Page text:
Other Imaging Techniques and Their Added Value to Diagnose Elbow Dysplasia
World Small Animal Veterinary Association World Congress Proceedings, 2014
Ingrid Gielen, DVM, PhD, MSc
Department of Medical Imaging & Small Animal Orthopaedics, Faculty of Veterinary Medicine, Ghent University, Merelbeke, Belgium

The diagnosis of elbow dysplasia (ED) in lame dogs is made from a combination of clinical signs, palpation of the joints, and medical imaging. A wide range of imaging options is now available but the "perfect" imaging protocol does not exist because each modality has its strengths and limitations.

Although radiography is still the standard technique for diagnosing elbow disorders in the dog, other imaging techniques like scintigraphy, ultrasound, computed tomography (CT), and magnetic resonance imaging (MRI) can be useful.

In diagnosing ED there are two different issues: there is the need for selecting ED-free breeding stock and there is the diagnosis of the condition in the individual patient presented for forelimb lameness. For selection purposes, most of the time the secondary degenerative joint (DJD) changes are scrutinised by means of radiographs and mostly the individuals are not suffering lameness. For the individual patient the early diagnosis of the primary lesion is very important because an early treatment guarantees a better prognosis. Although the most important cause of elbow lameness in dogs is medial coronoid disease (MCD), recently flexor enthesopathy (FE) has been recognized as an elbow disorder in medium and large-breed dogs and is characterized by lesions of the medial epicondyle and the attaching flexor muscles. The differential diagnosis between both elbow disorders is not obvious and a combination of these two elbow diseases is possible. The challenge in these cases is to define the cause of the elbow pain in order to make the correct treatment decision. In both, MCD and FE, the radiographic features may be minimal and indistinct.

In case where the clinical examination is not providing a clear localisation or in case of uncertain radiographic findings, scintigraphy is a useful technique to localise the cause of lameness. Although it is very sensitive, it is not very specific and the spatial resolution offered is not well enough to specify anatomic structures.

Recently, a micro-single photon emission tomography (μ-SPECT) technique has been described. HiSPECT has a much higher resolution and allows better differentiation of the anatomical areas in the elbow joint. A major drawback to joint imaging by scintigraphy is the normal uptake at the end of long bones, especially in immature animals. In some instances, it is difficult to determine whether a difference in counts between two joints represents a meaningful finding. Comparison of bilateral images, acquired over the same time, and quantitative analysis of joint images by computer can provide diagnostic guidelines. In cases of flexor enthesopathy (FE), HiSPECT reveals focal increased bone tracer uptake in the region of the medial humeral epicondyle.

Ultrasound (US) is a potential valuable imaging technique of the musculoskeletal system in small animals. High-frequency linear transducers are used because of their flat application surface and high resolution power. Accurate examination of joints requires substantial ultrasonographic experience and a standardised examination procedure. In most of the joints, even small amounts of fluid accumulation (hypo- to anechoic) can be easily demonstrated in the area of the joint pouches. Although a thorough US study of the normal elbow joint has been conducted, US is only of limited use in the diagnosis of a fragmented coronoid process. Only large displaced fragments can be diagnosed with certainty. Also US is helpful in diagnosing flexor tendon pathology. The main ultrasonographic findings of flexor enthesopathy are pre-insertional hypoechoic swelling, outward bowing, and thickening of the common tendon of the flexor muscles. The tendon appears to be heterogenous with decreased echogenicity and focal or diffuse areas of irregular fibrillar appearance and ill-defined margins with partial or complete tears. Additionally, cortical irregularities at the medial epicondyle (spur formation) and intratendinous calcifications can be detected.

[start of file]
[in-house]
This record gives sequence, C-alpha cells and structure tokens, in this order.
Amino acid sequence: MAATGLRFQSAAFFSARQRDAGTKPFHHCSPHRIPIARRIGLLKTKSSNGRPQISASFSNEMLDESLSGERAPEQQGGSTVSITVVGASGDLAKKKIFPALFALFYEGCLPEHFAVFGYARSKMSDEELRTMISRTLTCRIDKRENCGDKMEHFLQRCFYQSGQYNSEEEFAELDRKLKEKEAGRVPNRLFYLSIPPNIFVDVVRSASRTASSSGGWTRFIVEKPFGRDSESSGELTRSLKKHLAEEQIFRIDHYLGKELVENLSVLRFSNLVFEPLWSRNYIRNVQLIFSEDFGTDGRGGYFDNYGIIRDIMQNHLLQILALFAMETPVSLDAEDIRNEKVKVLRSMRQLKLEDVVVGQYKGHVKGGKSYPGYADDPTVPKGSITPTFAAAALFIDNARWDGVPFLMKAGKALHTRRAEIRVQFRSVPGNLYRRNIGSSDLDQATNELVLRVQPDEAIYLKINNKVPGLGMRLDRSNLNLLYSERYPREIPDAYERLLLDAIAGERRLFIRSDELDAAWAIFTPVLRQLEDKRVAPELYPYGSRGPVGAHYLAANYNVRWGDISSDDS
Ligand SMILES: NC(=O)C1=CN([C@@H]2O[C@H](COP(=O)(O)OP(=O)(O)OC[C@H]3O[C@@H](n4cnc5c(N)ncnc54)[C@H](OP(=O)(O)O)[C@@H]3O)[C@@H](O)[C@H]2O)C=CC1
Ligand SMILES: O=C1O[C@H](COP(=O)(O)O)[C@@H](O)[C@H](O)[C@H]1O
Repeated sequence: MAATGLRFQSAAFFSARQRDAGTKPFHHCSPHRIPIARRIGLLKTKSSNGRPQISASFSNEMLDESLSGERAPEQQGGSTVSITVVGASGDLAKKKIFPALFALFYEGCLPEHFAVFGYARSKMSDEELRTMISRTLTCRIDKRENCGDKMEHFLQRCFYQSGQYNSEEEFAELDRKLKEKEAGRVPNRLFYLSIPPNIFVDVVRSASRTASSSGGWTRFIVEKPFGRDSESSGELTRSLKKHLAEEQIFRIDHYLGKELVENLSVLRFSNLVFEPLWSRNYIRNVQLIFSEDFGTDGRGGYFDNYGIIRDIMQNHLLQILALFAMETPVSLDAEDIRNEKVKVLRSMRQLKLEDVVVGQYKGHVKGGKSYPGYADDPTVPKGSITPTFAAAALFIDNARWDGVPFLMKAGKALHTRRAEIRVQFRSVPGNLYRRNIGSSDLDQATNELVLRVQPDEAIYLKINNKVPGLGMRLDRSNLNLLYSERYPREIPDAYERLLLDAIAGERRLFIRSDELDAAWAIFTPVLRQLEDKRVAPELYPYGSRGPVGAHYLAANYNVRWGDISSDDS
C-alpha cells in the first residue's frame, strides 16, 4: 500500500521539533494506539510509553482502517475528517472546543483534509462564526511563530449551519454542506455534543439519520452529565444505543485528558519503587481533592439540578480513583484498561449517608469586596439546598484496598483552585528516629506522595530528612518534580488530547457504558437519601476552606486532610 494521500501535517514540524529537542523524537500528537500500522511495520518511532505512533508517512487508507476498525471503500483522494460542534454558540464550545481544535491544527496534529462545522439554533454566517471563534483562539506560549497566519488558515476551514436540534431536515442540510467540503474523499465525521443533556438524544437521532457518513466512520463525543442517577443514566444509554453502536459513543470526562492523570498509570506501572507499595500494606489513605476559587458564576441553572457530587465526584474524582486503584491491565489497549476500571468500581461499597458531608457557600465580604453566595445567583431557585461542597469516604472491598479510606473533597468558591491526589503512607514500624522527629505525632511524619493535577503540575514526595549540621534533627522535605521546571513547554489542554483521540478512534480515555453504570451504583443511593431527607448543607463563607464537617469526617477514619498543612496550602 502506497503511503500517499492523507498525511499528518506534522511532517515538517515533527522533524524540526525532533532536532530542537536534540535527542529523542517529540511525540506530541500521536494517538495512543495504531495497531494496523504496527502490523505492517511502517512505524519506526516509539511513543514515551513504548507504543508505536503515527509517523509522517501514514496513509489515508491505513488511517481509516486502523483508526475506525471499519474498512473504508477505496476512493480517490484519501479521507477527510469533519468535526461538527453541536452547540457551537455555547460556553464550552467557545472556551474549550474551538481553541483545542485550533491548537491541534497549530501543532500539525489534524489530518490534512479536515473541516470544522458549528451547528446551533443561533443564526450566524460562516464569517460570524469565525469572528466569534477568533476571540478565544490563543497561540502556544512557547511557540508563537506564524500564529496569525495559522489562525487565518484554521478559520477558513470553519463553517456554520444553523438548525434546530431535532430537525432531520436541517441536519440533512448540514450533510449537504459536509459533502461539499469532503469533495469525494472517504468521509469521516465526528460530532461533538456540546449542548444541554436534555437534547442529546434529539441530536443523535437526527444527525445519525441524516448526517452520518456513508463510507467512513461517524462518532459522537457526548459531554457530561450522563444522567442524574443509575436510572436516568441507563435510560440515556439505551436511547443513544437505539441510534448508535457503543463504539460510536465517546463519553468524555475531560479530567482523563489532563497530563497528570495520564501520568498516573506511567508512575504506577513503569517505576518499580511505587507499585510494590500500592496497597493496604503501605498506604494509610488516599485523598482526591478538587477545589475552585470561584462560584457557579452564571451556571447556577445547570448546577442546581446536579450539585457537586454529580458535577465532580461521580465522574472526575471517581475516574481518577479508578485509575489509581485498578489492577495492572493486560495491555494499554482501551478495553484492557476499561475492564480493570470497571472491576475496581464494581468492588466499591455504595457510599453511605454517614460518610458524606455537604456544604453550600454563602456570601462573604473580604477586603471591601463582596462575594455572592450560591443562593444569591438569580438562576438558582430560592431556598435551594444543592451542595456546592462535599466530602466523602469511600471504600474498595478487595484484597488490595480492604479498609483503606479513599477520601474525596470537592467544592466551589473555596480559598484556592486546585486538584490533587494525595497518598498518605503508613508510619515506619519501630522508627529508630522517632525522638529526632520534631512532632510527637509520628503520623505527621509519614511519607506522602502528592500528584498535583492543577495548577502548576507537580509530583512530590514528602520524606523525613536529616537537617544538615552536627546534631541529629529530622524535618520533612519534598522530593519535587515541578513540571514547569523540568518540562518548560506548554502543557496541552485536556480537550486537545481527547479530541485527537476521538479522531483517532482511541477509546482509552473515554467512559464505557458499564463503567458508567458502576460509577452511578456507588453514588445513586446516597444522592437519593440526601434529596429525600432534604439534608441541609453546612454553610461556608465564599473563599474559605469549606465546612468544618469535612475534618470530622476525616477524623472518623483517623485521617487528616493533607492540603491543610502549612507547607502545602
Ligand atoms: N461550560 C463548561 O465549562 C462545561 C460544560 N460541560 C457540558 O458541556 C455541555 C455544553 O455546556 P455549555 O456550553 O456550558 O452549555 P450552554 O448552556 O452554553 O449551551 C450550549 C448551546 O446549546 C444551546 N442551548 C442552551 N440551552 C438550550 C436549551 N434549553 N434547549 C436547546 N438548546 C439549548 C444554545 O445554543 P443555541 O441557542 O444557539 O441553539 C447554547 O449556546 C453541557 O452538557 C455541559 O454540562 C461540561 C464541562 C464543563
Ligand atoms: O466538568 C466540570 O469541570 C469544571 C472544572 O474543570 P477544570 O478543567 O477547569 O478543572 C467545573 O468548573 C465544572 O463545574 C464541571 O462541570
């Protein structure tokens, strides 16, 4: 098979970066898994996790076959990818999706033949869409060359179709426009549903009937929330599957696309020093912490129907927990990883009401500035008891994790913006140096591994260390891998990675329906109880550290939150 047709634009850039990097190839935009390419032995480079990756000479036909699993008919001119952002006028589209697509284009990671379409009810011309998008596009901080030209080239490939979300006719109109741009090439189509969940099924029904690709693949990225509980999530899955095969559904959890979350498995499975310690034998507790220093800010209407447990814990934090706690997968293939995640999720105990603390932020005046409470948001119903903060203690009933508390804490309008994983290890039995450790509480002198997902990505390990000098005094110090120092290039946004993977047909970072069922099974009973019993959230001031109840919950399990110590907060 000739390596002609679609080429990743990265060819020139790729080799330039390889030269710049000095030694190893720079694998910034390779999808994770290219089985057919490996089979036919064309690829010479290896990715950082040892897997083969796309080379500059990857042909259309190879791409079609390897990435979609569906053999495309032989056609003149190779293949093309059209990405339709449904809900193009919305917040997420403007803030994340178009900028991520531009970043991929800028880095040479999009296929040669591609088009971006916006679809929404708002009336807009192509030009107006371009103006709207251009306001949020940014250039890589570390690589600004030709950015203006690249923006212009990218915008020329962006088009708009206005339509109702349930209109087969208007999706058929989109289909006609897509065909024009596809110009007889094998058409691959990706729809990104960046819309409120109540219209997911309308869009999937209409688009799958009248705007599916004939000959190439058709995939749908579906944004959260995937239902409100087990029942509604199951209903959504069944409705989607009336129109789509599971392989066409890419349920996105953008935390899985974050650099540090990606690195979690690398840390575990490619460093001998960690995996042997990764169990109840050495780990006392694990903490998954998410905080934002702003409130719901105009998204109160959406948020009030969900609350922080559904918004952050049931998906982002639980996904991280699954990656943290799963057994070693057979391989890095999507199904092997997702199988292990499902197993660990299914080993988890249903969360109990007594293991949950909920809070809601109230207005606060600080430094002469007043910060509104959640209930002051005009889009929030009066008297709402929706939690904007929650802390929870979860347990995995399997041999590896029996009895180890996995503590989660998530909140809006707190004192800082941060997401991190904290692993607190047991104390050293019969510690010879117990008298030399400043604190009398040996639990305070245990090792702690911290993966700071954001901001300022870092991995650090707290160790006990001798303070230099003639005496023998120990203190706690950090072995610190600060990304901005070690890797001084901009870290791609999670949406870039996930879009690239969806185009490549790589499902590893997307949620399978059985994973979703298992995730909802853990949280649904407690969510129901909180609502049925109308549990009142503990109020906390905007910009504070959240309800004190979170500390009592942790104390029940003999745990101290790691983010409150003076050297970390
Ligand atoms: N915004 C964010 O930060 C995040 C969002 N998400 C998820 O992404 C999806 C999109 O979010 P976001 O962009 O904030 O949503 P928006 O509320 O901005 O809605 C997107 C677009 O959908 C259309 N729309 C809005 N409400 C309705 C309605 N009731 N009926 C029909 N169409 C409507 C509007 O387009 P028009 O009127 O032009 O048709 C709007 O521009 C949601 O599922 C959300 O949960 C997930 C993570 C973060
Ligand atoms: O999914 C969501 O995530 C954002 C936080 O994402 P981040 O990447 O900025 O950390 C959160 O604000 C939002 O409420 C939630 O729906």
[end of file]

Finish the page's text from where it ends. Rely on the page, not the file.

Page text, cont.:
Computed tomography (CT) can help significantly in establishing a definite diagnosis. The positioning of the patient is very important and CT of both elbow joints extended with the head pulled back outside the gantry results in better-quality images and less artefacts. The scan parameters kV and mA should be high and thin slices eventually with an overlap are preferred. Images should be obtained in bone algorithm and proper windowing during the evaluation of a study is a necessity. The modality of multiplanar reconstructions in different planes is useful in order to evaluate the complete joint surface. Abnormalities in the area of the medial coronoid process include fragmentation (displaced or nondisplaced), fissure, abnormal shape, sclerosis, osteophytes, and lucencies. A recent study attempts to objectivise the measurement of sclerosis. In the area of the medial humeral condyle sclerosis, lucency, and/or flattening can be evaluated and a differential diagnosis between kissing lesions and real OCD lesions can be made All these abnormalities can be diagnosed on the transverse and reconstructed images. In several cases, CT findings, like fissures at medial coronoid process and subchondral lucencies at medial humeral condyle, were useful for decision making in the arthroscopic treatment of these lesions. A recent study shows that CT is a very reliable technique to evaluate fragmented coronoid process and its results are comparable with arthroscopy, still considered to be the "gold standard." Ununited anconeal process with or without humeroulnar incongruity can be appreciated and the incidence of incongruities of the humeroradial, humeroulnar, and/or radioulnar joints can be accurately appreciated. On transverse CT slices, at the level of the trochlear notch of the ulna and the humerus, the fitting of the joint space can be noticed. On the reconstructions in the sagittal and dorsal plane, at the level of the trochlea humeri and the lateral compartment, the incidence of a step between the ulna and radial head, the shape of the trochlear notch and the fitting of the humeral condyle in the trochlear notch can be evaluated. In cases of FE, the medial epicondyle appears sclerotic and shows a clear periosteal reaction in all cases. Mineralized opacities can be present within the flexor tendons. Computed tomography also shows concomitant lesions like coronoid disease whenever present. The soft tissue studies present a thickening of the involved tendons and IV administration of contrast shows enhancement in the affected tendons. Arthro-CT can be used to evaluate loss of cartilage in cases of medial compartment syndrome.